This is just a curiosity of mine. I screen recorded ~5hrs of video using Quicktime, split up into roughly 10-20 minute segments. The folder which I saved them to is 4.73 GB big.
4.73GB Folder
However when I string those videos together using iMovie, add about 5 titles, and attempt to export a file at best quality, it estimates 332 GB!
332GB iMovie Best Estimate
The next step down is a lot better, but still nearly 10x bigger at 45.4 GB.
45.4 iMovie High Estimate
Even low quality is still more than 3x bigger than the original files

Where is all this extra data coming from?

EDIT: Even weirder, my screen recordings have no audio data, and I haven't added any in, so why is it still big when exporting audio only? Audio Only

  • Use the File -> Share menu to save the file to a mpeg4. You are using uncompressed or almost uncompressed formats.
    – mspasov
    Commented Sep 26, 2015 at 13:30
  • @mspasov There is no option to save to an Mpeg4 file, and it saves like that by default anyway: imgur.com/a/mCFLO Commented Sep 26, 2015 at 13:47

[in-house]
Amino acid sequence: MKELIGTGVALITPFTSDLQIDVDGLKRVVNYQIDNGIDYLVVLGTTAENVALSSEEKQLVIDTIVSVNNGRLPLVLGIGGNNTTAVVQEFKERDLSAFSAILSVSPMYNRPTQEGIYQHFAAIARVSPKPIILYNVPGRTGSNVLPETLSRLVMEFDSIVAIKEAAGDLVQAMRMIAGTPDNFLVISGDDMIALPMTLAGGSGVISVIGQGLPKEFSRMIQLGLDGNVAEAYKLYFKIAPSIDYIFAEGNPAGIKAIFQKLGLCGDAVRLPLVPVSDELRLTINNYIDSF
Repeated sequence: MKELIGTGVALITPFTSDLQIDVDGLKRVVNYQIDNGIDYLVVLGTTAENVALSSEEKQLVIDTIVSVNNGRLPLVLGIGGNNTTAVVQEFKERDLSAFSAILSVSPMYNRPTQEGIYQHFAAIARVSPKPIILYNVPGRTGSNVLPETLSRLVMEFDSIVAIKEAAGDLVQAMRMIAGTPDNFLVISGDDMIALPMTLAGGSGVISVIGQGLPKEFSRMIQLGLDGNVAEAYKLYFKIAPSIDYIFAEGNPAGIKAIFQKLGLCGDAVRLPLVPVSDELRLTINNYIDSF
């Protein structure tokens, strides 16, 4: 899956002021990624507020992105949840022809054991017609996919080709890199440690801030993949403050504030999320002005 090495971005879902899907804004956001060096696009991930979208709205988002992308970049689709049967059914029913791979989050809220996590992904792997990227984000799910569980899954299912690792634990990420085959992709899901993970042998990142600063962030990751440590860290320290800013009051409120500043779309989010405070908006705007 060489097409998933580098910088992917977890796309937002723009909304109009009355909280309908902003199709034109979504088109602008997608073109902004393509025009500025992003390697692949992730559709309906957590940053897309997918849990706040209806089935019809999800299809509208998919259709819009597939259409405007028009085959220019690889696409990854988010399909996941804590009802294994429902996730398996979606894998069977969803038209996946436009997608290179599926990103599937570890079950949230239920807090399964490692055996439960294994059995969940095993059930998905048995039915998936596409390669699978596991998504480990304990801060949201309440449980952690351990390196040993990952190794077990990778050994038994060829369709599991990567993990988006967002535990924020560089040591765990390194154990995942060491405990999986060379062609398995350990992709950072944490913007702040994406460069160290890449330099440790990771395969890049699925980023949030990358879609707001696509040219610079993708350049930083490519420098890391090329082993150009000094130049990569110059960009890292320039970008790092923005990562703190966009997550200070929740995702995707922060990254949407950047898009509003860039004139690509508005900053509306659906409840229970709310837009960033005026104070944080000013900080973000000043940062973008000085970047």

1 Answer 1


You have inadvertently wandered into the murky realm of video codecs.

The screen recording you made with Quicktime was initially saved using the extremely efficient H.264 compression algorithm.

H.264 is a codec optimised for distribution of video. It is designed to store video using the least possible amount of data at the cost of using a lot of CPU time to encode or decode.

If you have ~5hrs of video in 4.73GB of data, that must be encoded at ~2.1Mbit per second. This is extremely efficient compression! (for comparison, standard definition DVDs rarely pack more than 4hrs of video onto 7GB of space). This efficiency is due to h.264 and that, unlike regular video footage, in screen recordings not much is typically changing between frames.

iMovie is optimised for working with video, not screen recordings, so the output options are tuned with that in mind.

  • ProRes, is a close-to-uncompressed algorithm that is optimised for editing video (computationally light to decompress and scrub through at the cost of lots of disk space).

  • High, will be a H.264 compression at approx 20Mbit/sec, this is a reasonable data rate for compressing HD video with good quality.

The audio option. AIFF is an uncompressed audio format. Thus it will use the same amount of data regardless of the content; even if your screen recording has no sound, it's still going to save 5hrs * 44.1 thousand zeros.

  • 2
    Anyway to get around this? Like needing to cut some frames in the middle of the recording, but doing it via iMovie increases the size 10x.
    – dz902
    Commented Sep 5, 2019 at 7:10

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